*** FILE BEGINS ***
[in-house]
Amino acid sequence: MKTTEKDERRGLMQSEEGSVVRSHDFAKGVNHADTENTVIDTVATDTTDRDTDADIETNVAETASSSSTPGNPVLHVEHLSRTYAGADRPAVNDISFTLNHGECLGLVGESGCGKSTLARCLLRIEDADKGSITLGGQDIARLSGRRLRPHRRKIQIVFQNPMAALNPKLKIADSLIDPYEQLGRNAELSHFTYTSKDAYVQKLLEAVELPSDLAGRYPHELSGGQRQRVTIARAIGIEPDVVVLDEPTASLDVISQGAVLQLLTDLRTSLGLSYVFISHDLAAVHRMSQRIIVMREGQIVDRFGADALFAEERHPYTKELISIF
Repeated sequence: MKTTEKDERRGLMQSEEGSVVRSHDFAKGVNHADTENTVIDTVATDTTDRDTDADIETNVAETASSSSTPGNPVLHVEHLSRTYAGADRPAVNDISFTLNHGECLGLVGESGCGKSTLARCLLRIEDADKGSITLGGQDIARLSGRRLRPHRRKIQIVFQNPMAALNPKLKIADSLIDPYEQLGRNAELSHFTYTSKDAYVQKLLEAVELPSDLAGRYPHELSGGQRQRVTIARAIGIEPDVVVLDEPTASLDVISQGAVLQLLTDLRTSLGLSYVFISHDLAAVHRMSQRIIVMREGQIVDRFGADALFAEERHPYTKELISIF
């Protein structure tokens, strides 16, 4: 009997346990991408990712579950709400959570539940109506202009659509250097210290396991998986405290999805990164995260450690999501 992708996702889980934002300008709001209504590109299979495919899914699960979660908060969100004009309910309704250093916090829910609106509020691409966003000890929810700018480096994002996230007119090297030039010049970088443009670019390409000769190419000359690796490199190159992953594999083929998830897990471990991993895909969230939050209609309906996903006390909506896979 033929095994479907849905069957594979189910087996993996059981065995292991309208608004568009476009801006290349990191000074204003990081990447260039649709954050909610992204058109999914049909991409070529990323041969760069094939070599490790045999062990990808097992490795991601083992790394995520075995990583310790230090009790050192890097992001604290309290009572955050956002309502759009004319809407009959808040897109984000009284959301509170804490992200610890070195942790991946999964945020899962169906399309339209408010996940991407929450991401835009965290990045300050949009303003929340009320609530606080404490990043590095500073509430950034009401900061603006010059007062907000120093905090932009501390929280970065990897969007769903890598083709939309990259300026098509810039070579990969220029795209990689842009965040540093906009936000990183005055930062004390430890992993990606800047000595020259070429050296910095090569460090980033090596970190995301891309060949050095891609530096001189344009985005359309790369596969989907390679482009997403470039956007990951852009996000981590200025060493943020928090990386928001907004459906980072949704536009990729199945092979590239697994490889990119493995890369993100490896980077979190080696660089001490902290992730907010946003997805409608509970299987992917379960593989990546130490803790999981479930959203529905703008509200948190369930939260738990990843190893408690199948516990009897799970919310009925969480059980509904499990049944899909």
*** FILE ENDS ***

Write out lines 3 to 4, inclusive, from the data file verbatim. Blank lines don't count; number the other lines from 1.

Repeated sequence: MKTTEKDERRGLMQSEEGSVVRSHDFAKGVNHADTENTVIDTVATDTTDRDTDADIETNVAETASSSSTPGNPVLHVEHLSRTYAGADRPAVNDISFTLNHGECLGLVGESGCGKSTLARCLLRIEDADKGSITLGGQDIARLSGRRLRPHRRKIQIVFQNPMAALNPKLKIADSLIDPYEQLGRNAELSHFTYTSKDAYVQKLLEAVELPSDLAGRYPHELSGGQRQRVTIARAIGIEPDVVVLDEPTASLDVISQGAVLQLLTDLRTSLGLSYVFISHDLAAVHRMSQRIIVMREGQIVDRFGADALFAEERHPYTKELISIF
């Protein structure tokens, strides 16, 4: 009997346990991408990712579950709400959570539940109506202009659509250097210290396991998986405290999805990164995260450690999501 992708996702889980934002300008709001209504590109299979495919899914699960979660908060969100004009309910309704250093916090829910609106509020691409966003000890929810700018480096994002996230007119090297030039010049970088443009670019390409000769190419000359690796490199190159992953594999083929998830897990471990991993895909969230939050209609309906996903006390909506896979 033929095994479907849905069957594979189910087996993996059981065995292991309208608004568009476009801006290349990191000074204003990081990447260039649709954050909610992204058109999914049909991409070529990323041969760069094939070599490790045999062990990808097992490795991601083992790394995520075995990583310790230090009790050192890097992001604290309290009572955050956002309502759009004319809407009959808040897109984000009284959301509170804490992200610890070195942790991946999964945020899962169906399309339209408010996940991407929450991401835009965290990045300050949009303003929340009320609530606080404490990043590095500073509430950034009401900061603006010059007062907000120093905090932009501390929280970065990897969007769903890598083709939309990259300026098509810039070579990969220029795209990689842009965040540093906009936000990183005055930062004390430890992993990606800047000595020259070429050296910095090569460090980033090596970190995301891309060949050095891609530096001189344009985005359309790369596969989907390679482009997403470039956007990951852009996000981590200025060493943020928090990386928001907004459906980072949704536009990729199945092979590239697994490889990119493995890369993100490896980077979190080696660089001490902290992730907010946003997805409608509970299987992917379960593989990546130490803790999981479930959203529905703008509200948190369930939260738990990843190893408690199948516990009897799970919310009925969480059980509904499990049944899909």